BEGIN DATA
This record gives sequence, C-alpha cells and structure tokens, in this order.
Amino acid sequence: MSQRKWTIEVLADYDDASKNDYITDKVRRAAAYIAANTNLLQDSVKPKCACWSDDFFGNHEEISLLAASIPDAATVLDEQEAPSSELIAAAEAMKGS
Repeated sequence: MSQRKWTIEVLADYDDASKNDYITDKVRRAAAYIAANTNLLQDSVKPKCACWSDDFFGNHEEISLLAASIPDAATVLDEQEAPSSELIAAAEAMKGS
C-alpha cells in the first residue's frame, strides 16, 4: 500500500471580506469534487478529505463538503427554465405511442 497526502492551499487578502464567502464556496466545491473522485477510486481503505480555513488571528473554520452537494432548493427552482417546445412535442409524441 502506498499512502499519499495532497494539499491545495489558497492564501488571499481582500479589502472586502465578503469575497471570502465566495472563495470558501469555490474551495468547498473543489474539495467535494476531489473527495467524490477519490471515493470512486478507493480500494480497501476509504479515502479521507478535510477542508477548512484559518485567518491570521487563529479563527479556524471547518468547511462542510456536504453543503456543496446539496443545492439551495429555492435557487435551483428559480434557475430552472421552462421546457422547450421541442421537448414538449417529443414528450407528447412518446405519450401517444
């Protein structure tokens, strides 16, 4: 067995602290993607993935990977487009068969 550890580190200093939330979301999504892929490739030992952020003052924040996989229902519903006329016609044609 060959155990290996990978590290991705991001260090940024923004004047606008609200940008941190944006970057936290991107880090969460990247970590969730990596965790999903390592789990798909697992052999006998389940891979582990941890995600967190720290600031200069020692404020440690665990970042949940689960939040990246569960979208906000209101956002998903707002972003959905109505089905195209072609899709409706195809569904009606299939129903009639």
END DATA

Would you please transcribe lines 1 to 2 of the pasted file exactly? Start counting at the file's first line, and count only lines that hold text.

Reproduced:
This record gives sequence, C-alpha cells and structure tokens, in this order.
Amino acid sequence: MSQRKWTIEVLADYDDASKNDYITDKVRRAAAYIAANTNLLQDSVKPKCACWSDDFFGNHEEISLLAASIPDAATVLDEQEAPSSELIAAAEAMKGS